Everyone has a story from their childhood which stains their persona, causing permanent damage in the pattern of grief or pain. We are human. That’s a perk of having a highly functioning brain and opposable thumbs.
But how we handle those situations from our past is what forms our coping mechanisms. Let’s face it, some adults handle stress better than others. The remainder of us have stressors which trigger unhealthy behaviors.
Whether it be overeating, drinking heavily, smoking or extreme exercise; the cause is all the same. We are numbing the pain from our past. I don’t think people are consciously choosing these harmful devices, but inadvertintly use it as a crutch to wipe out traumatic memories.
When my brother was young, my parents hired a babysitter to keep us safe while they went to a baseball game in a city 30 miles away. My parents had used this babysitter before and were comfortable in their choice.
I was ten at the time, but already was proficient in my brother’s ailments. Asthma attacks were a common nighttime event, and numerous times I had watched my parents take my brother into the steamy bathroom when he had croup.
But this night was worse.
It started with a sporadic cough and complaints of a sore throat. The babysitter gave him some ice cream to help cool his throat. Unfortunately, no one knew until later that my brother had developed an allergy to milk. Combined with croup, his barking seal cough quickly worsened.
I said to the babysitter, “When he barks like this, my parents turn on the hot shower and have him sit in the bathroom breathing in steam.”
The older teen showed no concern for his cough, but after much nagging and begging, she reluctantly turned on the shower. Obviously, she had never heard of this medical condition and her anxiety level was hovering at a negative three.
I, however, had developed a strong case of the worries at a young age, watching my mother worrying about my brother. Learned behavior is such a bitch.
We knew it would be challenging to reach my parents at a professional ball game since it was the pre-cellphone era. So calling them for their advice was out of the question. Since the shower trick was not helping, and my brother five years junior was having labored breathing, I asked the babysitter to call the pediatrician.
She didn’t think that was necessary.
REALLY? He sounds like a seal choking on his huge rubber ball. When do you think he will be blue enough to get your attention?
Since I knew where the doctor’s number was, I called her. Back then you could call doctors at home and they would be happy to help a parent in distress. I’m sure this familiar pediatrician was surprised to hear my voice in the middle of the evening, but she agreed my brother was in danger.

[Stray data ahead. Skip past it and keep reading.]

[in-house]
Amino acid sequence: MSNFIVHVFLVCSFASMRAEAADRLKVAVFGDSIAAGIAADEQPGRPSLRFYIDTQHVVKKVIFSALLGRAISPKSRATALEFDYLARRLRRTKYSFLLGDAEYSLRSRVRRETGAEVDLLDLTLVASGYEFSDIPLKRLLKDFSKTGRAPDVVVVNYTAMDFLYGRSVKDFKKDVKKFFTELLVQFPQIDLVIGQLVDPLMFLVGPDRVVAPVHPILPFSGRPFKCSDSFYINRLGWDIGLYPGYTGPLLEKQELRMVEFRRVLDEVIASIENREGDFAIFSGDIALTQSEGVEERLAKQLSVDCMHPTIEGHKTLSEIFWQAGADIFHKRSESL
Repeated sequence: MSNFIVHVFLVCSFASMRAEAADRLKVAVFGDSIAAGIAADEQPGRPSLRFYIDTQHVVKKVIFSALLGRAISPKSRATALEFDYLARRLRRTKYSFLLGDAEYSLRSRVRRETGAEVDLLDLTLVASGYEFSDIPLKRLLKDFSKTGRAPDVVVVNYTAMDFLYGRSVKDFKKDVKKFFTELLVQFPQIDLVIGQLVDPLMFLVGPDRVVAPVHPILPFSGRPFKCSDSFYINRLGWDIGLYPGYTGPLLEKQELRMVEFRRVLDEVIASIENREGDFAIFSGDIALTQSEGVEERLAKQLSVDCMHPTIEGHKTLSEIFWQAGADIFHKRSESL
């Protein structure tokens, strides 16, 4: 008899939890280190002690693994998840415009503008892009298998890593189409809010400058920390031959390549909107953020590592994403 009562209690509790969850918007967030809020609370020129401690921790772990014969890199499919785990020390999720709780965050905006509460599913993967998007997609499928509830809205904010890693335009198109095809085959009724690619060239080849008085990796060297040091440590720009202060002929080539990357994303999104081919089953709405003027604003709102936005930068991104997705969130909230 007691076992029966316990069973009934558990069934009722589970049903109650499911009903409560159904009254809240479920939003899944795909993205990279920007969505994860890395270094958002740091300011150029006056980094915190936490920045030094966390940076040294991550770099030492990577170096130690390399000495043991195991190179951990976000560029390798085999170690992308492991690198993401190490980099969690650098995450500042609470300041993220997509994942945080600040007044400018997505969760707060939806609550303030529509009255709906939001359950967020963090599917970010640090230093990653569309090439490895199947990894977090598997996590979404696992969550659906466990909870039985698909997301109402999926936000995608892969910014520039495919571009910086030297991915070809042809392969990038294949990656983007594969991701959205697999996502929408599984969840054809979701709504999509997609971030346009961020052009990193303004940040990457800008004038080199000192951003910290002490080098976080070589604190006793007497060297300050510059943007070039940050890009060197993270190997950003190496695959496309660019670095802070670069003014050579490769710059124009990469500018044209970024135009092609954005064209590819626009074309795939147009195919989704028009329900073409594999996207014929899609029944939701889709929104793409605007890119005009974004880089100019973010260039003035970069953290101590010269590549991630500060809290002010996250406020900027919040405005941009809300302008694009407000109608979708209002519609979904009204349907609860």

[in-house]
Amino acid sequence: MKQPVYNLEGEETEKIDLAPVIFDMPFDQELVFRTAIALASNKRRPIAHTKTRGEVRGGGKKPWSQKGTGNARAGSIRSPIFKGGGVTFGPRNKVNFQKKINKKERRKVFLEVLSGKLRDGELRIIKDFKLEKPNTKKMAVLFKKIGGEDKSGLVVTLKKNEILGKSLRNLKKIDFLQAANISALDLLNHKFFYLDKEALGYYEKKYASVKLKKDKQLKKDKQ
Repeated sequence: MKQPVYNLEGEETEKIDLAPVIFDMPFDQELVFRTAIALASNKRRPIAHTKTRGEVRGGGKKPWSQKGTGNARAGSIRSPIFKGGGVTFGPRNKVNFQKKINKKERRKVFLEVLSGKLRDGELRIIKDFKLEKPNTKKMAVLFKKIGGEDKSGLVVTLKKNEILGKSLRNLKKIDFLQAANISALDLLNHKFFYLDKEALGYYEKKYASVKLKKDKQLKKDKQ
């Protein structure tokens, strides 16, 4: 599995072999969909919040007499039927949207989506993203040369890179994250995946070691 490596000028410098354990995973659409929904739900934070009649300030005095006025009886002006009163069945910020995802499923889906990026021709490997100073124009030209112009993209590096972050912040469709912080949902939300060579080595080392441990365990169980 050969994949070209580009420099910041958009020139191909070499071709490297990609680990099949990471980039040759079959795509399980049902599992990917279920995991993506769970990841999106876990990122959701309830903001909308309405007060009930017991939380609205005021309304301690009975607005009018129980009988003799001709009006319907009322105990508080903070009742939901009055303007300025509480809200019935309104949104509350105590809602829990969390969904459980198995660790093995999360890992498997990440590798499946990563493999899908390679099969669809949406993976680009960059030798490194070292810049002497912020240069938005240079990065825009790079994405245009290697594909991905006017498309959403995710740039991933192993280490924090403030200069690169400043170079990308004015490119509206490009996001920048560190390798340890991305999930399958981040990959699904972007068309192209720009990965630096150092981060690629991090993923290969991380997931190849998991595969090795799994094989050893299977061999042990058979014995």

After my brother barked into the receiver, he handed the phone back to me. The doctor asked to speak to my babysitter. Miss Nonplussed decided to take calls at that point.
“The boy is dangerously ill and needs to get to the hospital NOW!” insisted the doctor.
I’m fairly sure I remember the monotoned babysitter’s astute answer.
“OK,” she mumbled.
Since the doctor needed to be at the hospital – and we were in a direct path to the ER from her home – she instructed us to wrap my brother in a warm blanket and watch for her red Toyota sedan to pick us up.
We arrived at the hospital just in time.
Entering the doors of the ER was to be the last time I would see him for the next several days. Unable to reach my parents at the game, the pediatrician took a chance and without parental consent performed an emergency tracheostomy. Now he could breathe through a tube exiting his neck.
My parents eventually were called overhead interrupting the game, and instructed to come to the hospital immediately. Thankfully, my brother survived this traumatic case and we had an amazing physician who took matters into her own hands. I know there was a special place in heaven saved for her after that night.
Today, whenever I hear one of my daughters cough, my gut tightens, my palms sweat, and my pulse quickens.
Is it croup? Does it sound like her throat is closing?
My poor kids! They can’t clear their throats without me straining to check them out.
So when my daughters are actually sick and I have to keep them home from school, I try my damndest to keep my cool. I don’t want my kids to feel my anxiety, and develop their own worries. So I stifle my fears. I care for them with a smile on my face and the “hell-no-Mama’s-not-worried” voice.
“Eh, you’re not that bad. It’s just a little cough.”
After the lights are turned off and the kids are tucked into bed, with the whir of the vaporizer as their white noise; my mind turns to that full box of Goldfish crackers in our pantry and an inviting bottle of Pinot Noir.
That would take the edge off.
And as I center my breathing, I remind myself, “Don’t compare this sickness to the past. We’ll get through it again.”
I’d like to say, my meditation techniques help me avoid the panic attacks, but someday I’ll walk right past the pantry and the liquor cabinet, and be secure in what life gives me.
But that day isn’t quite here.
Stacey Hatton is a kids RN, mom of 2 feisty munchkins and blogs at Nurse Mommy Laughs.
More from health